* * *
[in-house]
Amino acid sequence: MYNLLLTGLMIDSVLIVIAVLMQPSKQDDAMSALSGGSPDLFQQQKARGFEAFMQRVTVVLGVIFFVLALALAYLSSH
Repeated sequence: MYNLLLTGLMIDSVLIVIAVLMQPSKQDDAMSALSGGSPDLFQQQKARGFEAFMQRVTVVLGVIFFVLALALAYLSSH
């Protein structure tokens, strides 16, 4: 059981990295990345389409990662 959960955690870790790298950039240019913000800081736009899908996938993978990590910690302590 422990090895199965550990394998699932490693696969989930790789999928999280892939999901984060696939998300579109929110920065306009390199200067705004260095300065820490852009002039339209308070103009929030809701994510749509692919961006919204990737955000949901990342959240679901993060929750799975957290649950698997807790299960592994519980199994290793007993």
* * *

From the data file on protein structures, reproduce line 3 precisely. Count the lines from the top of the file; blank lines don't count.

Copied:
Repeated sequence: MYNLLLTGLMIDSVLIVIAVLMQPSKQDDAMSALSGGSPDLFQQQKARGFEAFMQRVTVVLGVIFFVLALALAYLSSH